PRIOR to the abundance of Outboard Motors (OBM), shipping across the Iron Bottom Sound strait was profitable and rewarding.
Back then, ships were able to make ends meet because the option was limited and only ships could be seen ferrying between the islands.
Whilst distance is a hindrance to enjoying the same transportation mode by other provinces, the proximity of the Islands in the Central Province has made it convenient for regular Outboard Motor connections between the National Capital of Honiara and Ngella.
Ngella in the Central Islands Province has gone through a huge transition thanks to the introduction of OBMs.
Reagan from Tikopia who operates an OBM transportation business between Ngella and Honiara said that OBMs have taken over from ships.
He said that travelling by motor powered boats is relatively cheaper and is a quicker way to reach ones destination.
Outboard Motors usually take an hour or less to Tulagi depending on the weather and the horse power behind the boat.
Bigger the horse power, the lesser the time it takes to get to its targeted point of call.
Mr Reagan said that ships are rarely used and if they are utilised at all only to carry bulky cargoes such as cements, rice and other wholesale and retail goods.
Asked how much it cost to travel between Tulagi and Honiara, the tall Tikopian said that it costs only $200 return fare.
“I normally transport people with their market produces to the Central Market in Honiara and public servants who wish to access services Tulagi is lacking especially shopping,” Mr Reagan said.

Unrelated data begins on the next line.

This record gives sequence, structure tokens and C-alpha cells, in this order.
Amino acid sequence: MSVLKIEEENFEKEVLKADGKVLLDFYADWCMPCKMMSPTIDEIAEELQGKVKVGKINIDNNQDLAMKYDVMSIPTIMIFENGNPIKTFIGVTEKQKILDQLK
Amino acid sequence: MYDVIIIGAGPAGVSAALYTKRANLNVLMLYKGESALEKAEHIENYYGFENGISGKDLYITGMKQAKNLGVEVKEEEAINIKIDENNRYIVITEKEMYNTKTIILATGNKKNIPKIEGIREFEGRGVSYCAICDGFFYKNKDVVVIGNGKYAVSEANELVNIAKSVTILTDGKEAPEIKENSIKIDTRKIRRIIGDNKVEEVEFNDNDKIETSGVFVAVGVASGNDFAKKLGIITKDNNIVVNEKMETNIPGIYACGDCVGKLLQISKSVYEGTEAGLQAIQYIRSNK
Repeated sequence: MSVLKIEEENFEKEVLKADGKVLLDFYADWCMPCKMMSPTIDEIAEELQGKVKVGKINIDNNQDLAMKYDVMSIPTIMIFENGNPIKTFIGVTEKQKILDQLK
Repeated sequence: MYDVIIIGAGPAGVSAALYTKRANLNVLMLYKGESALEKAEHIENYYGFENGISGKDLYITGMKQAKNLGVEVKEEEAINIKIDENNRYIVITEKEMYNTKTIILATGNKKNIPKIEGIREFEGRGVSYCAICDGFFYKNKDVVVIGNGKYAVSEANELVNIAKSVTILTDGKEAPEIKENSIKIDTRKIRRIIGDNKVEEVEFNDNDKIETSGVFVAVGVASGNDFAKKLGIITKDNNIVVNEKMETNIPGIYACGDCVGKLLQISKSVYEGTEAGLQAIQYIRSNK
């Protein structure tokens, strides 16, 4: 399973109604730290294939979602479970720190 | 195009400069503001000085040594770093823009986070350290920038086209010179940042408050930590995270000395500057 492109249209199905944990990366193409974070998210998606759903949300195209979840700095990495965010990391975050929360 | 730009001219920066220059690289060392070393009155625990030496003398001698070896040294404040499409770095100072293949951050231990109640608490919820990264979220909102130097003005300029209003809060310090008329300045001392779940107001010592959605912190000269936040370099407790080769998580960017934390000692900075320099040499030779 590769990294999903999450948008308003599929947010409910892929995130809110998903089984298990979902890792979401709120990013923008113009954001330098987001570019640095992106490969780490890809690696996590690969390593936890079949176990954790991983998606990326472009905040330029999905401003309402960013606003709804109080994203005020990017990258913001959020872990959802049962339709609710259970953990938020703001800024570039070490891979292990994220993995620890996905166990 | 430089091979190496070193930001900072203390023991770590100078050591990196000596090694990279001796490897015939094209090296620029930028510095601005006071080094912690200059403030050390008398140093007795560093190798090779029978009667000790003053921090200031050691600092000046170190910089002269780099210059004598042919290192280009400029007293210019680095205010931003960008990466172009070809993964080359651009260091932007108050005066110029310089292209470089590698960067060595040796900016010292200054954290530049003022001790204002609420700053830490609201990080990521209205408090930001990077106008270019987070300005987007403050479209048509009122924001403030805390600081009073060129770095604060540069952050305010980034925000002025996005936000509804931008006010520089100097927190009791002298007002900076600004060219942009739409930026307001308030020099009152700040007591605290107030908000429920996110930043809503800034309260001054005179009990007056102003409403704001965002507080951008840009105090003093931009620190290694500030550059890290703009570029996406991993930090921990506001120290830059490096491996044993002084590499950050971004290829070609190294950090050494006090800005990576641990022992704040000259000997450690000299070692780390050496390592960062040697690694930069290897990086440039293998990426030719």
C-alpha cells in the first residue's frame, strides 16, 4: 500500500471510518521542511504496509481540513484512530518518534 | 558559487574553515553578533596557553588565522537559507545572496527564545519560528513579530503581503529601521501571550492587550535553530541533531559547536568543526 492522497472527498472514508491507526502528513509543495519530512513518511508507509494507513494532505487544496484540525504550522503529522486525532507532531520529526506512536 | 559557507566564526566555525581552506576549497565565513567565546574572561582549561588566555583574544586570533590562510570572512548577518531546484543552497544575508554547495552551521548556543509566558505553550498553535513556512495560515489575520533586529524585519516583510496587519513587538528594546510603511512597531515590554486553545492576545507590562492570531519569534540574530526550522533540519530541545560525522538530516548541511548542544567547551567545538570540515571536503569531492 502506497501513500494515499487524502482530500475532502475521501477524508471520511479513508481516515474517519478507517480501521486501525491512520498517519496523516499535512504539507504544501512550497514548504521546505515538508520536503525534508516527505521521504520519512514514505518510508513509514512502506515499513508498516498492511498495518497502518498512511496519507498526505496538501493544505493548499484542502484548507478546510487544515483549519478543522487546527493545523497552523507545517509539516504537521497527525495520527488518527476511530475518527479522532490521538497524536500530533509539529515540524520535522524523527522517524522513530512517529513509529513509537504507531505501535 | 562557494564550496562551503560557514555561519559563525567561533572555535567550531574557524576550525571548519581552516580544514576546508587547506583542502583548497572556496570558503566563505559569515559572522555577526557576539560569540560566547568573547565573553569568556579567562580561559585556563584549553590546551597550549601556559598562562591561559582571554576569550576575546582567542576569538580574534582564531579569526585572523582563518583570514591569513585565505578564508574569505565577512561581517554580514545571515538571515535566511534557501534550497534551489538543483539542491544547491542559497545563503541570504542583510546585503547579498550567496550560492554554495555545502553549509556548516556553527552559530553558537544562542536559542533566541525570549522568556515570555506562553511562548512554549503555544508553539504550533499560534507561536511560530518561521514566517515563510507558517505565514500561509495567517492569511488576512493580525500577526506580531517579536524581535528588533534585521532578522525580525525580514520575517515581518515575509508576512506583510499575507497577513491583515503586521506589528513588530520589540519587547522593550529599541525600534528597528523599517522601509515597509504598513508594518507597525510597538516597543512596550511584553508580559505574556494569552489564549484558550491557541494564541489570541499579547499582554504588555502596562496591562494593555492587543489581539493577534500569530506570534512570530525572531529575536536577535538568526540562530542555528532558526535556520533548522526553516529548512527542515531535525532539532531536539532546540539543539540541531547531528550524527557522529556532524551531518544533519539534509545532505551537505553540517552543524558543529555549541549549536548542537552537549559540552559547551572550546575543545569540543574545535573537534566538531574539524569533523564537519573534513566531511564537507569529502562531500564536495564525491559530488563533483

He further added that the few retail shops at the Township have resulted in the hike in prices of certain basic items, making them beyond affordability for average families.
Some families opted to sending whatever little money they have with boat skippers so as to buy from the shops in Honiara and only incur the cost of freighting on the return journey.
“It takes only 5 gallons of fuel to travel to Honiara from Tulagi and on good days, one could make enough profit after expenses are deducted,” he said amidst wiping of sea water that landed on his face in the course of the trip.
Asked if he could give an exact figure he replied that it is just enough to keep his business going.
He continued to say that a lot of them are now in the business ferrying people and cargo between Honiara and Ngella and as such, the environment is becoming more competitive by the day.
People love to travel with renowned skippers who know the art of boat navigation no matter the weather.
“If you are lucky enough to possess such skill with an approachable character, you are likely to attract more passengers onto your boat,” he said with a wide smile that exposed his betel nut stained teeth in full view.
A passenger the Star National interviewed also echoed the same sentiments.
He said that he normally travels to Honiara twice a week and can only use other boats if Reagan has no space for him or is not travelling to Honiara at all.
He further stated that Reagan is conscious about how much load his boat is carrying. Important still is his good reputation and prowess in navigating the waters even in acute weather conditions.
Reagan provides regular trips to and from Honiara daily with the exception of Sundays.
He normally leaves Tulagi at around 7:00 am and returns from Honiara at around 2:00 pm.
By SAMSON SADE